Alongside increased speculation that Hillary Clinton will be the democratic candidate for the upcoming Presidential election, and perhaps the first female President of the United States, interest in fictional women in positions of authority on TV has also intensified. Continuing the lineage established over the years by I Love Lucy, The Mary Tyler Moore Show and Murphy Brown – proto-feminist shows applauded by feminist TV scholars – an increasing number of female-driven comedies, dramas or melodramas are popping up on our screens. Through the filters of fiction, the worlds these heroines inhabit directly reflect our own. This is the age of the lady boss.
In comedy, we’ve witnessed the successful professional and personal trajectory of Liz Lemon (Tina Fey) in 30 Rock and Leslie Knope (Amy Poehler) in Parks and Recreation. In drama, the likes of Robert and Michelle King’s The Good Wife, as well as Shonda Rhimes’s Scandal and How to Get Away with Murder offer female-leads who are publicly stoic, outspoken and successful. More and more programs are led by independent, policy-making (or -meddling) lady bosses working in industries normally dominated by men.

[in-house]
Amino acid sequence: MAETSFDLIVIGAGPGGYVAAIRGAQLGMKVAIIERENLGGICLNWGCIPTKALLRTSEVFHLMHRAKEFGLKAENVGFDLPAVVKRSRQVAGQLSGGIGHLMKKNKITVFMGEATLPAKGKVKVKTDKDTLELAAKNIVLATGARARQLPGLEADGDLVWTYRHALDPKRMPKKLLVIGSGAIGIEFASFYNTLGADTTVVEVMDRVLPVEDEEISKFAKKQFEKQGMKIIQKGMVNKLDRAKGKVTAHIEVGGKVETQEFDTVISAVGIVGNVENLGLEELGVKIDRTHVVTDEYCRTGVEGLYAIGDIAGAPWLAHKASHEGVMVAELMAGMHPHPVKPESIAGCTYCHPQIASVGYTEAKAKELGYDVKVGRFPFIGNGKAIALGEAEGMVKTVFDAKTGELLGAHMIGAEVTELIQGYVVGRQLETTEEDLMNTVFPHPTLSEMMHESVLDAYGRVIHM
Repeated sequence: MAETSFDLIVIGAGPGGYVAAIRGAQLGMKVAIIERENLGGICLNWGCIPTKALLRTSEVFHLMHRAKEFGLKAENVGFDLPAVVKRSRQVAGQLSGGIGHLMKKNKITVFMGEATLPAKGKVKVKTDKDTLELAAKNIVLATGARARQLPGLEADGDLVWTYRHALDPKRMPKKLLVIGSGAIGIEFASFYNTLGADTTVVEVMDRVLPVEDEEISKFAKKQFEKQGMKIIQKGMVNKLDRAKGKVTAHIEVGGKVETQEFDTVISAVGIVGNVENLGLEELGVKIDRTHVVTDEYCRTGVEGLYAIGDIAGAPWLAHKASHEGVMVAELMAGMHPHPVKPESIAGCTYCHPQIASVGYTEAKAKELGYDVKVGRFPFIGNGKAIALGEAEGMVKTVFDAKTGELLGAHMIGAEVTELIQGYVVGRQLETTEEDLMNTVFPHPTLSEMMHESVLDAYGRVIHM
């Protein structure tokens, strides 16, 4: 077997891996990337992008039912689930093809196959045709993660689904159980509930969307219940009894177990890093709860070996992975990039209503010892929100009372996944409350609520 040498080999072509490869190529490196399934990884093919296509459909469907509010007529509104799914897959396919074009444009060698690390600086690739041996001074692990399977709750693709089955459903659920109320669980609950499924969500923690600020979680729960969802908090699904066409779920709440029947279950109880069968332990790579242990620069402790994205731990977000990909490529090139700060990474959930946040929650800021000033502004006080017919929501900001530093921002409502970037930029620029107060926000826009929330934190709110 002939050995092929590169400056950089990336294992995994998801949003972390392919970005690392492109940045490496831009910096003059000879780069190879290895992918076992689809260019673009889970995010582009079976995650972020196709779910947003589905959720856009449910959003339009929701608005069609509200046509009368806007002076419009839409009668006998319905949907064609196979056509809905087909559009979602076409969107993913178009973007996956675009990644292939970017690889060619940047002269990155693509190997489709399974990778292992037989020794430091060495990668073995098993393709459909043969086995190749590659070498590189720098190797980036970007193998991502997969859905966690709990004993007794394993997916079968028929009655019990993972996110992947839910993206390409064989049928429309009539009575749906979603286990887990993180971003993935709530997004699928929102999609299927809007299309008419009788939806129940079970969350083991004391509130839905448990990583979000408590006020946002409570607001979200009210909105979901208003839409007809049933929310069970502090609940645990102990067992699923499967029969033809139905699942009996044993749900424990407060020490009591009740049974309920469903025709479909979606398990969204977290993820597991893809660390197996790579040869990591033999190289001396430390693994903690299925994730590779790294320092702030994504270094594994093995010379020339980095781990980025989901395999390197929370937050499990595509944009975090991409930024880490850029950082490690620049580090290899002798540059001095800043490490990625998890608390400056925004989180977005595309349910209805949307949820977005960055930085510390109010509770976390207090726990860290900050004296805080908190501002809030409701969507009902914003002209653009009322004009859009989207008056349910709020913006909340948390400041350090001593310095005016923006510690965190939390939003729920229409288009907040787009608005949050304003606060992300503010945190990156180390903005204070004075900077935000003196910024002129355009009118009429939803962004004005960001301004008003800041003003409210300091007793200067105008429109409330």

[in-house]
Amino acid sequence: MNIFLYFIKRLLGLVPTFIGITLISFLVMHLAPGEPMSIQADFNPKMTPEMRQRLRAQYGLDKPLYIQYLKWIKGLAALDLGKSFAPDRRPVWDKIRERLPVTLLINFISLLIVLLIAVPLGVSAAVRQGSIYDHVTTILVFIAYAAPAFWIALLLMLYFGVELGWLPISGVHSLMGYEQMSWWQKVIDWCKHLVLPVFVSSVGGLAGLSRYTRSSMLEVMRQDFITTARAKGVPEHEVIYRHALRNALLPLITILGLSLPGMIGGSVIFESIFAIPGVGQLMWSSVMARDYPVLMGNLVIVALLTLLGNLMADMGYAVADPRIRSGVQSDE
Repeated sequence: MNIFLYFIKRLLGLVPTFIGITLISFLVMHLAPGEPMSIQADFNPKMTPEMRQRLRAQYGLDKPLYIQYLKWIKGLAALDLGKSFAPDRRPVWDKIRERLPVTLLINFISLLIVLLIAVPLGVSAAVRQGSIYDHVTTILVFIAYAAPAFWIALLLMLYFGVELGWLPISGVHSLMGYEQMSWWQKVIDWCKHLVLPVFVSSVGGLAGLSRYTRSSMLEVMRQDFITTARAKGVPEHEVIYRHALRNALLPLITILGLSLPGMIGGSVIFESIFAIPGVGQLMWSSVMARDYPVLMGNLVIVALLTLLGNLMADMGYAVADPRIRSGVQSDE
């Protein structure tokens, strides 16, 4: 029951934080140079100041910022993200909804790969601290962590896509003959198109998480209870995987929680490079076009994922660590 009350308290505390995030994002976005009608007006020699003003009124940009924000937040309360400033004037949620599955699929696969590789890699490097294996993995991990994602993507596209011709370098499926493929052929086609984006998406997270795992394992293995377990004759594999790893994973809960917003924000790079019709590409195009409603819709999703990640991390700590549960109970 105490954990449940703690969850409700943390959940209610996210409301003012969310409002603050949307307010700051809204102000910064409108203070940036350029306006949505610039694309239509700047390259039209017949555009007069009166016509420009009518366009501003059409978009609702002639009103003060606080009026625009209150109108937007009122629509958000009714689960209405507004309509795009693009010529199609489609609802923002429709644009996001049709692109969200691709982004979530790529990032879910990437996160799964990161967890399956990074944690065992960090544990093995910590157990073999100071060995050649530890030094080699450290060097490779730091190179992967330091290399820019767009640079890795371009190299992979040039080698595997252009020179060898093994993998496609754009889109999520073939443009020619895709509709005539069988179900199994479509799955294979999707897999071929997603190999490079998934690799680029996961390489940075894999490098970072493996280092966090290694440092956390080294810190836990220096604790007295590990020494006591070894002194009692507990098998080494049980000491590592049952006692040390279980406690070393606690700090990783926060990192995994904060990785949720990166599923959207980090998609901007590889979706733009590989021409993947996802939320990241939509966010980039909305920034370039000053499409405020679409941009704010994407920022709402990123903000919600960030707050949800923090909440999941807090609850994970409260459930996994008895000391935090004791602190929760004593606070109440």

Leaders in their respective fields, these characters are dedicated to managing and mentoring their staff with expert, often cold authority. Across seasons we witness their stoic and determined attempts to balance personal lives and familial responsibilities with their professional ones. We revel when these worlds collide; one of the joys of being a viewer is gaining access into the intimate private moments where characters emotional sides are revealed (although some are more present than others).
Read more at Kill Your Darlings.